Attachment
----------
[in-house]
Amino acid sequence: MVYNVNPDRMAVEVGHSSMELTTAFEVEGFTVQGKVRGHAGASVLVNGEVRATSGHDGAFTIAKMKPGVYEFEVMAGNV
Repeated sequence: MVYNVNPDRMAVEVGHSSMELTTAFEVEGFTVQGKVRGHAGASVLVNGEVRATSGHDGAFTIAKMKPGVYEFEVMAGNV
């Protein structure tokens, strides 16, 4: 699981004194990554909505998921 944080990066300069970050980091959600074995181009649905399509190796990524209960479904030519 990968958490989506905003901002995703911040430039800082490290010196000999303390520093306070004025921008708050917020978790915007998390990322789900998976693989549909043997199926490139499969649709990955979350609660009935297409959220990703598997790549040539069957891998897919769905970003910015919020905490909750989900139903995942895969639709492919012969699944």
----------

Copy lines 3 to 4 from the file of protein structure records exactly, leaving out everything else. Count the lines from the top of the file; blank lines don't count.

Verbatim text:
Repeated sequence: MVYNVNPDRMAVEVGHSSMELTTAFEVEGFTVQGKVRGHAGASVLVNGEVRATSGHDGAFTIAKMKPGVYEFEVMAGNV
């Protein structure tokens, strides 16, 4: 699981004194990554909505998921 944080990066300069970050980091959600074995181009649905399509190796990524209960479904030519 990968958490989506905003901002995703911040430039800082490290010196000999303390520093306070004025921008708050917020978790915007998390990322789900998976693989549909043997199926490139499969649709990955979350609660009935297409959220990703598997790549040539069957891998897919769905970003910015919020905490909750989900139903995942895969639709492919012969699944």